campus safety, transportation, parking, expansion, faculty involvement
and student organizations
Science and Chemistry Career Fair
There will be a science and chemistry career fair Friday from 10 a.m. - 2
p m. on the third floor of the Science and Technology Building
Leadership Academy Applications
The ECU Leadership Academy will accept applications until Friday.
Applications are available online at www ecu eduleadership, in the Faculty
Senate Office in the Rawl Annex on Reade Street and at the Office of the
Vice Chancellor for Health Sciences in Brady The two-hour classes will
meet on Fridays beginning Feb 27 and will focus on preparing faculty
and staff members to assume enhanced campus roles Requirements for
applicants are a bachelor's degree and three years experience at ECU
Self Defense Registration
Learn how to defend yourself in a progressive training system Registration
is Friday from 10 a.m. - 6 pm. in 240 SRC Cost is $10 for members and
$20 for non-members, and the program runs March 21 - April 31
Language Arts Conference
The College of Education will sponsor the Mary Lois Staton Reading
Language Arts Conference Friday. Feb 13 from 8 am - 4 pm at the
Greenville Hitton. The conference will feature newspaper columnist and
author Susie Wilde, children's author Pansie Harl Flood and 25 sessions
on literacy issues Contact Susan Ranson at 328-6830 for registration
Book Drive
The ECU NC Teaching Fellows Program will sponsor a book drive on
Saturday. Feb 14 at Greenville Nissan and Greenville K-Marl Books and
donations will be distnbuted to area schools affected by Hurricane Isabel.
All contributors (books or cash) will receive a chance to win a dinner for
two at one of several participating Greenville restaurants
Books may be dropped ofl at the book drive or sentdelivered to the
Teaching Fellows office in 204 Spellman Contact Mary Beth Corbin at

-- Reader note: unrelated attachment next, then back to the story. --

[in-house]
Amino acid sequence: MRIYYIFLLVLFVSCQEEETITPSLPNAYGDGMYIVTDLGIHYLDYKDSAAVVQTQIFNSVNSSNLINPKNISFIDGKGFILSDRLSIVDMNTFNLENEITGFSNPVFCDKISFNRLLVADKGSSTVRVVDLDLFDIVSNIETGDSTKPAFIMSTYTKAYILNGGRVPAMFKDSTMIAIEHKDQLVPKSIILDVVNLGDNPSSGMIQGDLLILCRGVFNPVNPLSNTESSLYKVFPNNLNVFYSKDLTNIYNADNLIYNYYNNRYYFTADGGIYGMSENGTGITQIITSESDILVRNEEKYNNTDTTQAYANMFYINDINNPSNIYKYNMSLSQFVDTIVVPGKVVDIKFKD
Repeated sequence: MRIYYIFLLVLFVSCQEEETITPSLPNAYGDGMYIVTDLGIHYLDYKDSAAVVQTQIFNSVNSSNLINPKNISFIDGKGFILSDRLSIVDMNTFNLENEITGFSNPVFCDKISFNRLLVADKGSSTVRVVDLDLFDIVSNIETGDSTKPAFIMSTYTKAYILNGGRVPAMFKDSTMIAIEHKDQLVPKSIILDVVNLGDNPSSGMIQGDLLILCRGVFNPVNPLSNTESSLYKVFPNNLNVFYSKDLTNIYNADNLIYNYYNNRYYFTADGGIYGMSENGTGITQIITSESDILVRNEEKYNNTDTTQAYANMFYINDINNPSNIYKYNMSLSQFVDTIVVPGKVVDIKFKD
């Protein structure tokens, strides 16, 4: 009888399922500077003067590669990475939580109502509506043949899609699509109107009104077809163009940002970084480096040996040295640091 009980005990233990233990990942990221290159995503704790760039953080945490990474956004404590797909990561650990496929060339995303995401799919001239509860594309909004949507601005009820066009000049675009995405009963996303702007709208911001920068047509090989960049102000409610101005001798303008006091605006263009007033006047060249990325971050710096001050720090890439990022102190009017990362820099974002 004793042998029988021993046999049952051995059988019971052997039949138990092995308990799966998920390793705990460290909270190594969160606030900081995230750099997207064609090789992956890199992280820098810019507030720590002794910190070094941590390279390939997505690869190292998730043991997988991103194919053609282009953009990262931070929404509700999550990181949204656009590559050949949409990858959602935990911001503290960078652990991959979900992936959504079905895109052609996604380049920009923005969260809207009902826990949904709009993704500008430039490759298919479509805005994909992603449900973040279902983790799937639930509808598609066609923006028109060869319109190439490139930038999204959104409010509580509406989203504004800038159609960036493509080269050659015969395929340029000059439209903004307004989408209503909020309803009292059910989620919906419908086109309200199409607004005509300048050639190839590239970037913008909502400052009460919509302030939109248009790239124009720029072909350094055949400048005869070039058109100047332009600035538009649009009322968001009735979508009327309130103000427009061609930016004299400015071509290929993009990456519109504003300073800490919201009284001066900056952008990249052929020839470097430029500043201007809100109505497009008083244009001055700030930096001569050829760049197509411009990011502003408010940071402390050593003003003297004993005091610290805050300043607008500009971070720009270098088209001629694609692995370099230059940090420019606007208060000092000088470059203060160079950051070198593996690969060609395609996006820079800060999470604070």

328-4126 for more information
Negro Spiritual Presentation
The Ledonia Wright Cultural Center will sponsor "The History of the Negro
Spiritual" presented by Dorthea Taylor soprano, and Louise Toppin, piano,
on Sunday. Feb. 15 at 5 pm at Sycamore Hill Missionary Baptist Church
on Hooker Road
Resume Blitz
Career Services offers a Resume Blitz where students resumes are
critiqued on sight, Monday, Feb 16 from noon - 2 p.m. in Bate Lobby
Interviewing Workshop
Career Services offers a workshop on interviewing Monday. Feb 16 from
2 pm -3 pm in 1012 Bate
Criminal Justice Applications
The deadline for students to apply tor admission into the criminal justice
program is Monday. Feb 16 Applications are available outside 104-B
Ragsdale Contact Virginia Parker at 328-4192 for more information
PRSSA Meeting
The Public Relations Student Society of America will meet Monday Feb
16 at 6 p m in 202 Joyner East
Drop Deadline Extension
The last day for undergraduate students to drop term-length courses or
withdraw from school without grades has been extended to Wednesday.
Feb 25 Block courses may be dropped only during the first 40 percent
of their regularly scheduled class meetings
Media Speaker
J. K Chambers, professor of linguistics at the University of Toronto will
speak on "Mass Media, Literacy and Your Language" Friday, Feb 20 at 2
pm. in 1026 Bate
Paper Person
The person pictured at the top of today s paper is Cliff Johnson, freshman
biology major
News Briefs
Local
Report: Education, recruitment
funds key to expanding NC
biotech
RALEIGH (AP) - North Carolina must
increase funding for community
colleges and industrial recruitment
to expand the states biotechnology
work force and capitalize on a
fast-growing industry, according to a
report released Wednesday
A panel led by former Govs. Jim
Hunt and Jim Martin presented
the eight-month study and its
54 recommendations to Gov. Mike
Easley
While North Carolina is among the
top five states in the biotechnology
industry, the work force needs to
grow several times over in the next 20
years to help narrow the gap with
losses in traditional manufacturing
in the slate, the report s authors said.
More than 150 biotechnology
companies currently call North
Carolina home, creating 18,500
jobs and $3 billion in sales, the